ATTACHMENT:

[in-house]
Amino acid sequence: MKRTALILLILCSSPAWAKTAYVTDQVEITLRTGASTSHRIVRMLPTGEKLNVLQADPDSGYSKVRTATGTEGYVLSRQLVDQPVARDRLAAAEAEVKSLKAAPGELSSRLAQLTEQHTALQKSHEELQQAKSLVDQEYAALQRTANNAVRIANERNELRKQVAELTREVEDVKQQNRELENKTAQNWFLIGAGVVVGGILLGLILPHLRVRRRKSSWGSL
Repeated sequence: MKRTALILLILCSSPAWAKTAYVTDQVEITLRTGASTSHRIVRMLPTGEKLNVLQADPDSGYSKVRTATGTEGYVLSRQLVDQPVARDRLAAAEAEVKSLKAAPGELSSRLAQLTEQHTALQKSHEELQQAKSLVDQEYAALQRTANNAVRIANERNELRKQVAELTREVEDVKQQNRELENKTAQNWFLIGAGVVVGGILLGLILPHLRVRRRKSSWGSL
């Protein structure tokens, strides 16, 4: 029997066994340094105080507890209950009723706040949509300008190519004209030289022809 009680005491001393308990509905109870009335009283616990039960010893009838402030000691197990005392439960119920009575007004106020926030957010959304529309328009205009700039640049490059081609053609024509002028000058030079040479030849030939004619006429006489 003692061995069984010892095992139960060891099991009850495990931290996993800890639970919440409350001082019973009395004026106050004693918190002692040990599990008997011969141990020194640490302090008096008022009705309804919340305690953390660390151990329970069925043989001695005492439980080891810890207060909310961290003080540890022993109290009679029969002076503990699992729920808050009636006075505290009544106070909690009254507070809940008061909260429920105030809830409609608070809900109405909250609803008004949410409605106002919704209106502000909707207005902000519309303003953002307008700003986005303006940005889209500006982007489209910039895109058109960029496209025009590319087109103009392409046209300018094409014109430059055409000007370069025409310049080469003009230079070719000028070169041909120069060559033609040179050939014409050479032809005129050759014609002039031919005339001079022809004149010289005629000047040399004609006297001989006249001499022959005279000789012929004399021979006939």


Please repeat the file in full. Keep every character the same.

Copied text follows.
[in-house]
Amino acid sequence: MKRTALILLILCSSPAWAKTAYVTDQVEITLRTGASTSHRIVRMLPTGEKLNVLQADPDSGYSKVRTATGTEGYVLSRQLVDQPVARDRLAAAEAEVKSLKAAPGELSSRLAQLTEQHTALQKSHEELQQAKSLVDQEYAALQRTANNAVRIANERNELRKQVAELTREVEDVKQQNRELENKTAQNWFLIGAGVVVGGILLGLILPHLRVRRRKSSWGSL
Repeated sequence: MKRTALILLILCSSPAWAKTAYVTDQVEITLRTGASTSHRIVRMLPTGEKLNVLQADPDSGYSKVRTATGTEGYVLSRQLVDQPVARDRLAAAEAEVKSLKAAPGELSSRLAQLTEQHTALQKSHEELQQAKSLVDQEYAALQRTANNAVRIANERNELRKQVAELTREVEDVKQQNRELENKTAQNWFLIGAGVVVGGILLGLILPHLRVRRRKSSWGSL
């Protein structure tokens, strides 16, 4: 029997066994340094105080507890209950009723706040949509300008190519004209030289022809 009680005491001393308990509905109870009335009283616990039960010893009838402030000691197990005392439960119920009575007004106020926030957010959304529309328009205009700039640049490059081609053609024509002028000058030079040479030849030939004619006429006489 003692061995069984010892095992139960060891099991009850495990931290996993800890639970919440409350001082019973009395004026106050004693918190002692040990599990008997011969141990020194640490302090008096008022009705309804919340305690953390660390151990329970069925043989001695005492439980080891810890207060909310961290003080540890022993109290009679029969002076503990699992729920808050009636006075505290009544106070909690009254507070809940008061909260429920105030809830409609608070809900109405909250609803008004949410409605106002919704209106502000909707207005902000519309303003953002307008700003986005303006940005889209500006982007489209910039895109058109960029496209025009590319087109103009392409046209300018094409014109430059055409000007370069025409310049080469003009230079070719000028070169041909120069060559033609040179050939014409050479032809005129050759014609002039031919005339001079022809004149010289005629000047040399004609006297001989006249001499022959005279000789012929004399021979006939």